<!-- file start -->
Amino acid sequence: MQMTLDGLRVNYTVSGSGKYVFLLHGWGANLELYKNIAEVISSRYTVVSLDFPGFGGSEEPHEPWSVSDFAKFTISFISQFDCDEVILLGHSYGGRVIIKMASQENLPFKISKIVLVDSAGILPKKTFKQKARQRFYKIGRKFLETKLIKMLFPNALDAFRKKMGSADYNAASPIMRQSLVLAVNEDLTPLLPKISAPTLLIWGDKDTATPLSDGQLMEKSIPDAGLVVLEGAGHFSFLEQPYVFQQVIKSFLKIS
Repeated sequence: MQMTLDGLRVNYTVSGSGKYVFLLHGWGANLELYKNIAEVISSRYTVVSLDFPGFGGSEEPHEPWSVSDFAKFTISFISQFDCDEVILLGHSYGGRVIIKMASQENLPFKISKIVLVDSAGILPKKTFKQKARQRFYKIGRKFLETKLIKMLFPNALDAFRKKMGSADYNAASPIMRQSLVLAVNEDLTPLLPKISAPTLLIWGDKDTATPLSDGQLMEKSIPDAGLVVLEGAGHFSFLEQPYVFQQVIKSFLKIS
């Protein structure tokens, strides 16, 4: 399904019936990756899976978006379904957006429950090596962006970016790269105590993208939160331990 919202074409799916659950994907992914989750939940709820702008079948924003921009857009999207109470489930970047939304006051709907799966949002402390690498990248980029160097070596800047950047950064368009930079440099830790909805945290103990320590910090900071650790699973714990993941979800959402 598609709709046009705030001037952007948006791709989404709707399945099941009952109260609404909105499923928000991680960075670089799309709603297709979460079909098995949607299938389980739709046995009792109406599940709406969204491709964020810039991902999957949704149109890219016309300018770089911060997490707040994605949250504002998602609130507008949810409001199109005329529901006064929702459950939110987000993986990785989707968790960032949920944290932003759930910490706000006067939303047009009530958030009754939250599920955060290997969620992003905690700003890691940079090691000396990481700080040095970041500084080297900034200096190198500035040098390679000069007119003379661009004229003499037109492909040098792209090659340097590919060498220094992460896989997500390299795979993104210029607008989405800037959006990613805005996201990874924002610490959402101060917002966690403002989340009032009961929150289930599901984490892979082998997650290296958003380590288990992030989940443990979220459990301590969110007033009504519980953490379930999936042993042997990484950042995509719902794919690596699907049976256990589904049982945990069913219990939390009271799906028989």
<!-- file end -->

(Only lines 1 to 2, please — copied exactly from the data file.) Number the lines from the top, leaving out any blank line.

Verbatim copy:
Amino acid sequence: MQMTLDGLRVNYTVSGSGKYVFLLHGWGANLELYKNIAEVISSRYTVVSLDFPGFGGSEEPHEPWSVSDFAKFTISFISQFDCDEVILLGHSYGGRVIIKMASQENLPFKISKIVLVDSAGILPKKTFKQKARQRFYKIGRKFLETKLIKMLFPNALDAFRKKMGSADYNAASPIMRQSLVLAVNEDLTPLLPKISAPTLLIWGDKDTATPLSDGQLMEKSIPDAGLVVLEGAGHFSFLEQPYVFQQVIKSFLKIS
Repeated sequence: MQMTLDGLRVNYTVSGSGKYVFLLHGWGANLELYKNIAEVISSRYTVVSLDFPGFGGSEEPHEPWSVSDFAKFTISFISQFDCDEVILLGHSYGGRVIIKMASQENLPFKISKIVLVDSAGILPKKTFKQKARQRFYKIGRKFLETKLIKMLFPNALDAFRKKMGSADYNAASPIMRQSLVLAVNEDLTPLLPKISAPTLLIWGDKDTATPLSDGQLMEKSIPDAGLVVLEGAGHFSFLEQPYVFQQVIKSFLKIS